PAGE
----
Plan Autonomie

Site de présentation et d'information sur le plan d'autonomie marocain et sur le Sahara


Staff Reporter of the Sun
April 22, 2008

UNITED NATIONS — Secretary-General Ban’s envoy to the Western Sahara region is attempting to introduce « political reality » to one of the most intractable disputes on the United Nations’ agenda by suggesting that the territory’s breakaway rebels drop their dream of becoming independent from Morocco.

Although Morocco and America are backing Peter van Walsum of the Netherlands, several countries in the region are opposing his stance. That opposition led Mr. Ban to present the U.N. Security Council yesterday with a more traditional U.N. position in an attempt to appeal to all sides.

As a result, the council heard two contradicting views on Western Sahara yesterday, one signed off on by Mr. Ban and the other presented by his envoy. Mr. Ban’s report urged continued negotiations « without preconditions » between Morocco and the rebels of Western Sahara, dropping Mr. van Walsum’s suggestion.

Western Sahara, which has been under Moroccan control since 1975, is a source of constant skirmishes between Rabat and the pro-independence Sahrawi movement, known as the Polisario, and its chief supporter, Algeria. The United Nations has led efforts to find a political solution for decades, without much success, and Morocco recently suggested that Al Qaeda operatives and other terrorist groups have infiltrated the province.

The sides should negotiate « on the assumption that there will not be a referendum with independence as an option and that, therefore, the outcome will necessarily fall short of independence, » Mr. van Walsum wrote in a four-page unofficial proposal faxed yesterday to the 15 members of the Security Council, just prior to a similar oral report. While some members of Mr. Ban’s inner circle initially signed off on the envoy’s conclusion, others were livid and convinced the secretary-general to drop the conclusion from the official report.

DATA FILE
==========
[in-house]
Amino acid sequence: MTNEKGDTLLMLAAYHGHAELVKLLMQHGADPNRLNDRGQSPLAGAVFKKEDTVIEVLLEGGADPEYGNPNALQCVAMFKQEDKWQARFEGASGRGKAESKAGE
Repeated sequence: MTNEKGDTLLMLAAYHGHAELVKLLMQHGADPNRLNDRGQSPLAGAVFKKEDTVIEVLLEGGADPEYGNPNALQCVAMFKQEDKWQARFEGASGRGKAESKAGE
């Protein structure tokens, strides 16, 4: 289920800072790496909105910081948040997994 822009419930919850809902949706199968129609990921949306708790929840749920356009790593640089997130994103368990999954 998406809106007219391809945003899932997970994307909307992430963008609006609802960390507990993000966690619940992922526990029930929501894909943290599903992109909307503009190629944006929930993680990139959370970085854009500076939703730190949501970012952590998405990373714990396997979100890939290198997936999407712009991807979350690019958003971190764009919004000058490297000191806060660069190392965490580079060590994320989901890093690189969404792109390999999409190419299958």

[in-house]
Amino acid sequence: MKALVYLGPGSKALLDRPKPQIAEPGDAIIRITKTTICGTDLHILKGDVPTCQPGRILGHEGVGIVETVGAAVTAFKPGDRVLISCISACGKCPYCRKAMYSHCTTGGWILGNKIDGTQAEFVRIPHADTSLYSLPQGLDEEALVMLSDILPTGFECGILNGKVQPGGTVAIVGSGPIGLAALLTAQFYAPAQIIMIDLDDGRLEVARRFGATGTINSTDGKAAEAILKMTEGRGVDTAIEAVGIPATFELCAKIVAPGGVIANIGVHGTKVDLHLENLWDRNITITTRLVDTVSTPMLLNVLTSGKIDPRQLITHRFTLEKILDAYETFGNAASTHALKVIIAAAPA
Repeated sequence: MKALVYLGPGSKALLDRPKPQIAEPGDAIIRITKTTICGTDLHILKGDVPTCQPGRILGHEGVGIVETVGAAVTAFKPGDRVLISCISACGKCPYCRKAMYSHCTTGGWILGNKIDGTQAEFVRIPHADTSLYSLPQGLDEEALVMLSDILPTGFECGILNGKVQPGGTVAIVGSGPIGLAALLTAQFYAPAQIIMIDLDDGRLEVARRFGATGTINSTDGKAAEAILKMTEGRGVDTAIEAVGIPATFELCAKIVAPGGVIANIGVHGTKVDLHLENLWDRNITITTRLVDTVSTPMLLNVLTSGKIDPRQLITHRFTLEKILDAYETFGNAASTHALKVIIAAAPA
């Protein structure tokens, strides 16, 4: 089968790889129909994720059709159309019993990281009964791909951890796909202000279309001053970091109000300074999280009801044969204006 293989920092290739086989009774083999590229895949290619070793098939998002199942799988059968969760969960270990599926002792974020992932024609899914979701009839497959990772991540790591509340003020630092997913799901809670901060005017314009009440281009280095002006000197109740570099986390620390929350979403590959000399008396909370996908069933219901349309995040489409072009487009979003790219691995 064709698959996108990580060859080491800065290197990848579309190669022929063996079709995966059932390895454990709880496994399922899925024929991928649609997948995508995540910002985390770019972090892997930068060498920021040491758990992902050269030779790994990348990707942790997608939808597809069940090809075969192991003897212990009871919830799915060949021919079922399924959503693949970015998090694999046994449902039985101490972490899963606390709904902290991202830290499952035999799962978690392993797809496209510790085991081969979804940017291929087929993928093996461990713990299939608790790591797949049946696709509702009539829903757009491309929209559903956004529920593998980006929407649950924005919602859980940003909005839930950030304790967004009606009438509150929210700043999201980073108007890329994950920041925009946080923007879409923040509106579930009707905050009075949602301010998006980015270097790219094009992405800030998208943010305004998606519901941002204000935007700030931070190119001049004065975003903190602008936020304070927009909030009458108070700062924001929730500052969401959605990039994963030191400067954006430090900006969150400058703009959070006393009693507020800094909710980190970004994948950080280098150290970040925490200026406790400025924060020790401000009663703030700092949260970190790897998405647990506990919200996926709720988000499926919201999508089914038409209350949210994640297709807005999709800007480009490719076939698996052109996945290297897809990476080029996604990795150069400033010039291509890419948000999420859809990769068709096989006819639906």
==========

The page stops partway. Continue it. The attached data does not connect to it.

The South African ambassador to the United Nations, Dumisani Kumalo, called the U.N. secretariat’s reporting process « very odd. » Council members « were presented a report in writing that seemed to contradict what was in the report of the secretary-general, » Mr. Kumalo, who is serving as president of the council this month, told reporters. The idea that the « Polisario must become realistic and realize that they might not achieve their goal of independence » sets a dangerous precedent, he added. « Hey, if we are also in that business, we should also tell the Palestinians to forget it and let them be realistic. » Mr. van Walsum, a top U.N. envoy in Western Sahara since 2005, « spent a lot of time focusing on this issue, and he brought forward frank analysis and suggestions, and those are very much worthy of serious consideration, » the American ambassador to the United Nations, Zalmay Khalilzad, said. The French ambassador, Jean-Maurice Ripert, said his government supports a Moroccan initiative similar to the one Mr. van Walsum outlined.

A pro-Polisario diplomat who spoke on the condition of anonymity, however, said Mr. van Walsum may have been seeking to create a pretext to resign from his post. Separately, another Arab diplomat sympathetic to the Polisario said Mr. van Walsum’s attempt to present his « personal view failed, because the only basis for negotiation in the future will be Mr. Ban’s official report. »

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